Alterations in DRH and DRL performance in rats developmentally exposed to an environmental PCB mixture
Schedule-controlled responding was examined in offspring of rats exposed to a PCB mixture formulated to mimic the PCB congener profile in fish from the Fox River in Green Bay, WI. Female rats were administered 0, 1, 3, or 6 mg/kg/day of the PCB mixture beginning four weeks prior to breeding until weaning on postnatal day 21. When offspring were approximately 235 days old, they were tested on three different schedules of a differential reinforcement of high rate (DRH) operant task (DRH 2:1, DRH 4:2, and DRH 8:4). DRH testing was followed by testing on the differential reinforcement of low rate (DRL) operant task in which rats had to inhibit responding until 15 s had elapsed (DRL 15) from the previous response in order to obtain a food reinforcer. After completion of DRL 15 testing, 3 days of extinction testing were conducted (DRL EXT) during which no reinforcers were delivered. Developmental exposure to the higher PCB doses resulted in shorter inter-response times (IRTs) and shorter response durations during DRH 8:4, which translated into a greater percentage of reinforced trials. For DRL 15, no significant exposure-related effects were observed on the number of responses or reinforcers earned, or the number or proportion of responses with long or short inter-response times during acquisition or steady state performance. However, during DRL EXT, rats developmentally exposed to the highest PCB dose responded more than controls, produced significantly more short IRT responses, and had a significantly lower proportion of long IRT responses. Overall, exposure to this PCB mixture resulted in increased responding which was suggestive of a deficit in inhibitory control. © 2006 Elsevier Inc. All rights reserved.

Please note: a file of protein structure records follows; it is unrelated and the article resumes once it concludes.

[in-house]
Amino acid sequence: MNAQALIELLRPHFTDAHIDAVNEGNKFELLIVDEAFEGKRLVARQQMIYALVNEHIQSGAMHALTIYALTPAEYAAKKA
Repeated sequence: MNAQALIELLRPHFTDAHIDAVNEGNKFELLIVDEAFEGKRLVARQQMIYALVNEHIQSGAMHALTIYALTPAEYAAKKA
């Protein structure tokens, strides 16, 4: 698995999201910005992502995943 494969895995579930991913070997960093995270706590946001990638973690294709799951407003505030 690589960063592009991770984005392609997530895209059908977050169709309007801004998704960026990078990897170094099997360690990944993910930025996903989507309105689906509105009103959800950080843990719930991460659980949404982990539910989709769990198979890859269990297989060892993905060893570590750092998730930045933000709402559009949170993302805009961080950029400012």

Neurotoxicology and Teratology
Sable, H., Powers, B., Wang, V., Widholm, J., & Schantz, S. (2006). Alterations in DRH and DRL performance in rats developmentally exposed to an environmental PCB mixture. Neurotoxicology and Teratology, 28 (5), 548-556. https://doi.org/10.1016/j.ntt.2006.06.005